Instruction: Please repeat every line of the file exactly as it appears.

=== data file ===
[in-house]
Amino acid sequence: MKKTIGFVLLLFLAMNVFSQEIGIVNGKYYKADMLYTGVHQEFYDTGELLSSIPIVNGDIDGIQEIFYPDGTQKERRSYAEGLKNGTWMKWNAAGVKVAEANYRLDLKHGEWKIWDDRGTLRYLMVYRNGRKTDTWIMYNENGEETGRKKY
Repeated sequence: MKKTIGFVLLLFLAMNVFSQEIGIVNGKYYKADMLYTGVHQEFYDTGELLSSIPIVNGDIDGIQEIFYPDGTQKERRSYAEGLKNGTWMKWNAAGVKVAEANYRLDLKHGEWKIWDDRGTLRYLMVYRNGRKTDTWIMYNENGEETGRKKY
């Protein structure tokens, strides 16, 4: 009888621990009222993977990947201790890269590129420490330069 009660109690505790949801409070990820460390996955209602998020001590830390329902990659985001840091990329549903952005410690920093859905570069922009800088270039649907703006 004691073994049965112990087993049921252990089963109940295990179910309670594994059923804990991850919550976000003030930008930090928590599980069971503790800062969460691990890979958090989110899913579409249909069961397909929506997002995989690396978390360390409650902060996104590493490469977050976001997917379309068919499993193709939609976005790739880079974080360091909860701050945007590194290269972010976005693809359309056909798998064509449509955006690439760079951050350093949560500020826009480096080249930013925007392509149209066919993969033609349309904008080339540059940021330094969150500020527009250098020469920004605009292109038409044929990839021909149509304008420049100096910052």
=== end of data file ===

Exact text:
[in-house]
Amino acid sequence: MKKTIGFVLLLFLAMNVFSQEIGIVNGKYYKADMLYTGVHQEFYDTGELLSSIPIVNGDIDGIQEIFYPDGTQKERRSYAEGLKNGTWMKWNAAGVKVAEANYRLDLKHGEWKIWDDRGTLRYLMVYRNGRKTDTWIMYNENGEETGRKKY
Repeated sequence: MKKTIGFVLLLFLAMNVFSQEIGIVNGKYYKADMLYTGVHQEFYDTGELLSSIPIVNGDIDGIQEIFYPDGTQKERRSYAEGLKNGTWMKWNAAGVKVAEANYRLDLKHGEWKIWDDRGTLRYLMVYRNGRKTDTWIMYNENGEETGRKKY
């Protein structure tokens, strides 16, 4: 009888621990009222993977990947201790890269590129420490330069 009660109690505790949801409070990820460390996955209602998020001590830390329902990659985001840091990329549903952005410690920093859905570069922009800088270039649907703006 004691073994049965112990087993049921252990089963109940295990179910309670594994059923804990991850919550976000003030930008930090928590599980069971503790800062969460691990890979958090989110899913579409249909069961397909929506997002995989690396978390360390409650902060996104590493490469977050976001997917379309068919499993193709939609976005790739880079974080360091909860701050945007590194290269972010976005693809359309056909798998064509449509955006690439760079951050350093949560500020826009480096080249930013925007392509149209066919993969033609349309904008080339540059940021330094969150500020527009250098020469920004605009292109038409044929990839021909149509304008420049100096910052």